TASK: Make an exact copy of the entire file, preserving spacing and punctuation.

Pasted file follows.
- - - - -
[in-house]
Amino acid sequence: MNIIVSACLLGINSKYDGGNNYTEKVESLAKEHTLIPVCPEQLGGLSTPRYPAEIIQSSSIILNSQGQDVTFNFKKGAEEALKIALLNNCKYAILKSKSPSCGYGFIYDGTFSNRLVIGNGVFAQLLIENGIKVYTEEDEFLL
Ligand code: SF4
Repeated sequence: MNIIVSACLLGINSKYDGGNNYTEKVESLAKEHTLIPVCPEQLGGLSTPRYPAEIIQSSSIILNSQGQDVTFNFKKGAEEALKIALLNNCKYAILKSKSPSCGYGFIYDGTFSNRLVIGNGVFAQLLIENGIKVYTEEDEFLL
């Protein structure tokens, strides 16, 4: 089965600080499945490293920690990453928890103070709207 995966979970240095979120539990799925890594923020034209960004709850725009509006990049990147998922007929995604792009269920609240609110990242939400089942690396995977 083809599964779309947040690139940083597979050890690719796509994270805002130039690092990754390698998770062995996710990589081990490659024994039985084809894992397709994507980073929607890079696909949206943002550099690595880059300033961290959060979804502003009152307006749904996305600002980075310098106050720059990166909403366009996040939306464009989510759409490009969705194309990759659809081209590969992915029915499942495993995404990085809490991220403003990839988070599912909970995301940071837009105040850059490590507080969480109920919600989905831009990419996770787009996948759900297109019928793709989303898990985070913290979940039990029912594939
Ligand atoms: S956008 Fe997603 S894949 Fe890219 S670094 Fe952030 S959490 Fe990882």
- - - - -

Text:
[in-house]
Amino acid sequence: MNIIVSACLLGINSKYDGGNNYTEKVESLAKEHTLIPVCPEQLGGLSTPRYPAEIIQSSSIILNSQGQDVTFNFKKGAEEALKIALLNNCKYAILKSKSPSCGYGFIYDGTFSNRLVIGNGVFAQLLIENGIKVYTEEDEFLL
Ligand code: SF4
Repeated sequence: MNIIVSACLLGINSKYDGGNNYTEKVESLAKEHTLIPVCPEQLGGLSTPRYPAEIIQSSSIILNSQGQDVTFNFKKGAEEALKIALLNNCKYAILKSKSPSCGYGFIYDGTFSNRLVIGNGVFAQLLIENGIKVYTEEDEFLL
């Protein structure tokens, strides 16, 4: 089965600080499945490293920690990453928890103070709207 995966979970240095979120539990799925890594923020034209960004709850725009509006990049990147998922007929995604792009269920609240609110990242939400089942690396995977 083809599964779309947040690139940083597979050890690719796509994270805002130039690092990754390698998770062995996710990589081990490659024994039985084809894992397709994507980073929607890079696909949206943002550099690595880059300033961290959060979804502003009152307006749904996305600002980075310098106050720059990166909403366009996040939306464009989510759409490009969705194309990759659809081209590969992915029915499942495993995404990085809490991220403003990839988070599912909970995301940071837009105040850059490590507080969480109920919600989905831009990419996770787009996948759900297109019928793709989303898990985070913290979940039990029912594939
Ligand atoms: S956008 Fe997603 S894949 Fe890219 S670094 Fe952030 S959490 Fe990882």